2
votes
0answers
45 views

Gauge transformation and Special relativity

While explaining gauge theories, a book makes a comment that the U(1) transformation definition, $ U= e^{i q \lambda(x)}$ is analogous to a special relativity transformation in freely falling ...
4
votes
2answers
149 views

When do gauge theories have protected gapless excitations?

Goldstone's theorem states that a system in which a continuous symmetry is spontaneously broken necessarily has gapless excitations. (A hand-waving "proof" of Goldstone's theorem can be given by ...
1
vote
0answers
24 views

Expansion of non-abelian heat kernel operator $Q$

For abelain $U(1)$ gauge theory ($F_{\mu\nu} = \partial_\mu A_\nu - \partial_\nu A_\mu$) we can expand heat kernel operator $Q$ as \begin{align} Q &= -(\partial - iA)^2 + m^2 \\ & = - ...
1
vote
0answers
49 views

Effect of orbifolding on form ields

A paper by Lalak et al, entitled "Soliton Solutions of M-theory on an orbifold", considers the brane solutions of 11 dimensional supergravity on a space of the form $R^{10} \times S^1/\mathbb{Z}_2$. ...
1
vote
0answers
19 views

Are correlators constructed out of Wilson loops singular in pure Yang-Mills?

If I have some gauge invariant function of two Wilson loops (such as $\left<\text{Tr}W_1 \text{Tr}W_2\right>$) does the expectation value diverge when the loops coincide the same way ...
0
votes
0answers
60 views

$U(1)$ gauge symmetry in superfluid

The conventional superfluid phase in a Bose-Hubbard ground state has $U(1)$ symmetry. In the presence of spin-orbit coupling (SOC), the superfluid ground state has non-uniform phases. Why do people in ...
3
votes
2answers
266 views

How to include Berry connection in Hamiltonian?

When we calculate Berry connection, $A(R)=i<\psi(x,y)|\frac{d}{dR}|\psi(x,y)>\hat{R}$ corresponding to the Berry phase of any system, the gauge potential is related to the $R$ of the parameter ...
6
votes
2answers
322 views

Is there some no-go theorem for $D=9$ Kaluza Klein QCD+EM?

While QCD is a typical product of AdS/CFT and some other research trends in extra dimensions, I have never found in the literature an example producing the non-chiral part of the standard model, ...
4
votes
1answer
71 views

Is local chiral symmetry qualitatively the same as gauge symmetries?

I am confused by the role that local chiral symmetry plays in chiral perturbation theory. For the case of chiral QCD with three quark flavors, the Lagrangian is invariant under global ...
5
votes
1answer
174 views

Georgi-Glashow model and the VEV of the scalar field

Consider the Georgi-Glashow model, an $SU(2)$ gauge theory with a real scalar in the adjoint (thus a 3-vector in the colour space) $\phi$. The Lagrangian is $$ L = -\frac{1}{4g^2} F_{\mu \nu}^{\, a} ...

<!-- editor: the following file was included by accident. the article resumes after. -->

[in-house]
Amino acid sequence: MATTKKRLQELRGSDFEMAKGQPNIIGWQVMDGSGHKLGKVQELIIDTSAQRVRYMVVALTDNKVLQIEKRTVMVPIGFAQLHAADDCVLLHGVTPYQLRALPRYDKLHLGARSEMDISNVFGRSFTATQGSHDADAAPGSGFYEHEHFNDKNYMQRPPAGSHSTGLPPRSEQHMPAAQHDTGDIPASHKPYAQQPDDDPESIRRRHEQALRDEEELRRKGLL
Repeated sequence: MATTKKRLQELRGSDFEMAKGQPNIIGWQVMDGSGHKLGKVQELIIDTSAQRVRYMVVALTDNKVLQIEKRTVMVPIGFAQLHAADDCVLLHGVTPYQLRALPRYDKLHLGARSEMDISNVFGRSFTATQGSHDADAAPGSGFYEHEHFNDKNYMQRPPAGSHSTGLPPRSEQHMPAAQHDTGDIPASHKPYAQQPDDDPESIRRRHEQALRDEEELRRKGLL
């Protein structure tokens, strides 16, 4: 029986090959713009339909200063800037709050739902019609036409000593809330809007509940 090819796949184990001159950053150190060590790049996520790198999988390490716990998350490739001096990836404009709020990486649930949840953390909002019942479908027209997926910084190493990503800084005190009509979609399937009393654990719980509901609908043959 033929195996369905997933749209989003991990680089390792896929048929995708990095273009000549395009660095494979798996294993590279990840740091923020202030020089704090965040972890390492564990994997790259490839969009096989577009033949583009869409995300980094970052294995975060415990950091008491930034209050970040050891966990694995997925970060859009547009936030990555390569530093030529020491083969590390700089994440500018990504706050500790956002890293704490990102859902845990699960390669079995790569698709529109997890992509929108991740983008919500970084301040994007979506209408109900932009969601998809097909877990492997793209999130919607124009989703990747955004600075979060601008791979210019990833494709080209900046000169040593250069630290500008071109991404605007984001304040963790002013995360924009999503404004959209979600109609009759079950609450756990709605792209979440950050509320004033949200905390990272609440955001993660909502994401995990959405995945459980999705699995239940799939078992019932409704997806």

4
votes
1answer
472 views

Non-inertial frames in Lagrangian mechanics?

Building on this Phys.SE post I am interested in how non-inertial frames can be considered in Lagrangian mechanics. My understanding is that changing the reference frame causes a transformation of the ...
0
votes
1answer
97 views

How to write the Lagrangian in terms of a projection

We know that $$ L=\frac{1}{2}\left(\partial_{\mu} A_{\nu} \partial^{\mu} A^{\nu}-\partial_{\mu} A_{\nu} \partial^{\nu} A^{\mu}\right) $$ But how do we write the Lagrangian in the following way: ...
1
vote
1answer
60 views

Coupling an electric charge to a gauge field. How is it done in this setup?

In page 9 of Tachikawa's N=2 susy dynamics for pedestrians it says that an electric particle with charge $n$ in the first quantised setup (in what sense first quantised?), Wick rotated to Euclidean ...
1
vote
1answer
94 views

Dimensional reduction of SUSY theories

I know that if one reduces 10 dimensional $\mathcal{N}=1$ SYM theory to 4 dimensions one gets $\mathcal{N}=4$ SYM. There are other examples also. I have two related questions regarding this fact. ...
1
vote
1answer
174 views

Consequences of local and global anomaly

Are the physical consequences of anomalies associated with a local symmetry is different from that of a global symmetry? If yes, why? We have global anomaly in the standard model but not local ...
1
vote
1answer
99 views

Is EM interpreted in a principal or vector bundle?

I've read in a few places that EM is a $U(1)$-principal bundle; but is this correct? Isn't it rather an associated vector bundle using the adjoint representation of $U(1)$?
2
votes
0answers
81 views

Massive Gauge Bosons without Higgs Effect

In a possible theory like our Standard model but without a Higgs i.e.: $$ \mathcal{L}=i\bar{\Psi}_f\gamma_\mu D^\mu\Psi_f-\text{Tr}[G^b_{\mu\nu}G^{b\,\mu\nu}] $$ where $b,f$ run over the typical ...
2
votes
1answer
40 views

Gluon have colour-anticolour; what about weak bosons?